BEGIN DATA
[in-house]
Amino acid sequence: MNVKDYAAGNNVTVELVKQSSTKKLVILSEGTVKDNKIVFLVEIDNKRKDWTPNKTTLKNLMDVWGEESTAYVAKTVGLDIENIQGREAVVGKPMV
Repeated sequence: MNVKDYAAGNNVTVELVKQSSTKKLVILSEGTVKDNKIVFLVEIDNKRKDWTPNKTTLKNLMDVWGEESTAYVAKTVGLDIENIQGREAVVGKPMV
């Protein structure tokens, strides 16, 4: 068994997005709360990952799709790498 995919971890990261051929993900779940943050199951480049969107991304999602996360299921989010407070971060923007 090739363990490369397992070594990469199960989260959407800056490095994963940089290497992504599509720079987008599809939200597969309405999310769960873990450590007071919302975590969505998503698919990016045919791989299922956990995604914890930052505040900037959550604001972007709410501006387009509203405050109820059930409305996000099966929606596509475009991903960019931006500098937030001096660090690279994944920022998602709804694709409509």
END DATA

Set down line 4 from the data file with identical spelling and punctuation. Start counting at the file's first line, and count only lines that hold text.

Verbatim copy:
């Protein structure tokens, strides 16, 4: 068994997005709360990952799709790498 995919971890990261051929993900779940943050199951480049969107991304999602996360299921989010407070971060923007 090739363990490369397992070594990469199960989260959407800056490095994963940089290497992504599509720079987008599809939200597969309405999310769960873990450590007071919302975590969505998503698919990016045919791989299922956990995604914890930052505040900037959550604001972007709410501006387009509203405050109820059930409305996000099966929606596509475009991903960019931006500098937030001096660090690279994944920022998602709804694709409509």